By Bill Parry
When the popular Queens International Night Market returns to Flushing Meadow Corona Park later this month, the first two nights will be ticketed to help alleviate traffic, enormous crowds and any disruption to the surrounding community.The crowds for opening night last year at the Queens Hall of Science parking lot were more than double the average of 8,000 visitors who normally attend each night with a long line stretching several blocks down 111th Street.
The food-focused festival’s creator, John Wang, has devised a plan to offer limited $5 tickets April 22 and April 29, donating half of the ticket proceeds to three non-profit organizations — the New York Police and Fire Widow’s and Children’s Fund, the Alliance for Flushing Meadows Corona Park, and the New York Immigration Coalition. Tickets for the so-called sneak peaks can be found online at queen
“Based on how those two go, we expect the third night will be open and free to the public again starting May 6,” Wang said.
When he announced the new plan at Community Board 4’s monthly meeting March 21, Wang drew applause for each non-profit.
“The New York Police and Fire Widow’s and Children’s Benefit Fund is thrilled to be a part of this year’s Queens International Night Market,” said Rachel Trotta, Answer the Call program manager. “We greatly appreciate that the Night Market is showing their support for the brave men and women of New York City, who have made the ultimate sacrifice in the line of duty, by pledging a donation to help the families these fallen heroes have left behind.”
With more than 200 vendors representing more than 60 countries, confirmed food offerings include the always popular Burmese palatas, Romanian chimney cakes, Middle Eastern stews and new entries including Vallencian paella, Ecuadorian bollos and corviche, Barbadian fishballs and Puerto Rican jibaritos and mofongo.
“One of the most remarkable things about New York City is its diversity — and this embodied through immigrants and the many businesses they create that add to this city’s vibrancy,” New York Immigration Coalition Executive Director Steven Choi said. “The Queens International Night Market is just one more example of the New York that we know and love; one that values inclusion, dignity and more respect for immigrant contributions.”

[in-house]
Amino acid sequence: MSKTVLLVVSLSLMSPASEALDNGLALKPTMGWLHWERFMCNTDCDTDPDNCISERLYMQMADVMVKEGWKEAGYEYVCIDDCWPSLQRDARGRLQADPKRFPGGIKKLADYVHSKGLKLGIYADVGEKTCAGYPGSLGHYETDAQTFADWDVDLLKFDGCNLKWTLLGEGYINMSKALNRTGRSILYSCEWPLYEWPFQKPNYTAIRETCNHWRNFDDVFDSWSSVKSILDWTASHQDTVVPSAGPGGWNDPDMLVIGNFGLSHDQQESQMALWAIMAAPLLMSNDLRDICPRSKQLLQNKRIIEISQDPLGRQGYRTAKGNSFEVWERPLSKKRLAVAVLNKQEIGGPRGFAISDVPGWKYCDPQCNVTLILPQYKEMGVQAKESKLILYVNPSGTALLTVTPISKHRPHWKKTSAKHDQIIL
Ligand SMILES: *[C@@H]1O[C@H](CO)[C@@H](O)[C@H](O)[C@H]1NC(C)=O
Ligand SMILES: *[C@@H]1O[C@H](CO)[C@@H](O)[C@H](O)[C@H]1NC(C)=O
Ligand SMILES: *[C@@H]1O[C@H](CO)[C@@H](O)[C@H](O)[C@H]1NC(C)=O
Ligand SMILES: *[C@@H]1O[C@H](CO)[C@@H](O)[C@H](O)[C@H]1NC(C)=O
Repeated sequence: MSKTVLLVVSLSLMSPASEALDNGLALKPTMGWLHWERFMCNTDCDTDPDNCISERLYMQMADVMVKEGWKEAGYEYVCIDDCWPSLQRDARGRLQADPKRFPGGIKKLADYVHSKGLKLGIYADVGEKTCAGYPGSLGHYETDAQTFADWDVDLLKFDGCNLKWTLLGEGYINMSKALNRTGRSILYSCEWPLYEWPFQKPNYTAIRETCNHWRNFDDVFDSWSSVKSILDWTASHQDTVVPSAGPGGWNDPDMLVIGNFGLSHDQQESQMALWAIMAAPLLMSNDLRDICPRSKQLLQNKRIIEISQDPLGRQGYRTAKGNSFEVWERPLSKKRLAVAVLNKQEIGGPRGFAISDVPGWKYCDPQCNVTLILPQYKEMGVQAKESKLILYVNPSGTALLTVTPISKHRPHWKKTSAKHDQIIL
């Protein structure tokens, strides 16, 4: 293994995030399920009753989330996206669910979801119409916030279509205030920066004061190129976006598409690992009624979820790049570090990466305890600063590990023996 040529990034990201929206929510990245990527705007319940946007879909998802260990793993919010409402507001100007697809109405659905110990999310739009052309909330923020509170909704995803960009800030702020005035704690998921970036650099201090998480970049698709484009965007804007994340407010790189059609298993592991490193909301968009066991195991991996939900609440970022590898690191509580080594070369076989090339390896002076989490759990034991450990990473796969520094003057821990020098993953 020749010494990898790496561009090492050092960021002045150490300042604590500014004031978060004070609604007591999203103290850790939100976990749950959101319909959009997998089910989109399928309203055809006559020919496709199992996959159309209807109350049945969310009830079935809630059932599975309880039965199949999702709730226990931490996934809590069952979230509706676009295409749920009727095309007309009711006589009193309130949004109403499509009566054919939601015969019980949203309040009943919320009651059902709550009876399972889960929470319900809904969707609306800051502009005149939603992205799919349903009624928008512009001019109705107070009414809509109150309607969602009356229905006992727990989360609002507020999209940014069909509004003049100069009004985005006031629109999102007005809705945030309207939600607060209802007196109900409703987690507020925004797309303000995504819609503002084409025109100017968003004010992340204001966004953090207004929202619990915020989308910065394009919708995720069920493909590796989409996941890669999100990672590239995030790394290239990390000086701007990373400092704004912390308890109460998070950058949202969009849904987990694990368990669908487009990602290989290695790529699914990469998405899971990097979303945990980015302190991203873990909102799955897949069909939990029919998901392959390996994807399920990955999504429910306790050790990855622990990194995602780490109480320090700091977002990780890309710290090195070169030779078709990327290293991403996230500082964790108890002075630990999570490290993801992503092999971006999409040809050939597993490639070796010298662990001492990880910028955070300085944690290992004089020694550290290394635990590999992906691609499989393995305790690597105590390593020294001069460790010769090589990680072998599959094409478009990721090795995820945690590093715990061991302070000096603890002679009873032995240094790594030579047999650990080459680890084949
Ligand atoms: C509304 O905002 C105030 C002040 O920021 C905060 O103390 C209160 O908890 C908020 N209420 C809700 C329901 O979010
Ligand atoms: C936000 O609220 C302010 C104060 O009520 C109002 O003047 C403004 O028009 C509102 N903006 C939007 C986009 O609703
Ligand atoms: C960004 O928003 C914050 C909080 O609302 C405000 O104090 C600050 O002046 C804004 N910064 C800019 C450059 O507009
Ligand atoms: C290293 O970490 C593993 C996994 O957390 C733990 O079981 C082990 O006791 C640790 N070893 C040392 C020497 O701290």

Wang also announced that he was elected chairman of the community advisory board to the Alliance for Flushing Meadows Corona Park. He told the crowd at the CB4 meeting to e-mail him at john@
“Flushing Meadows Corona Park is one of the jewels in New York City, and now it has its own alliance to represent the diverse communities who know and love it best,” Alliance Executive Director Janice Melnich said. “We welcome everyone’s involvement, and we want to thank John Wang for leading the way with his donation from the Night Market.”
While the Night Market will maintain its general $5 cap on food items, a few vendors will be permitted to sell at a $6 price point this year to help out where margins are razor-thin, according to Wang.
“The mission of the Night Market has always been to cater and attract the broadest possible demographic, both in our visitors and vendors,” he said. “I think the last two years have shown that affordability and diverse representation are two of the most important factors, and those have been hard-wired into the event ever since it was just an inkling of an idea.”
Reach reporter Bill Parry by e-mail at bparr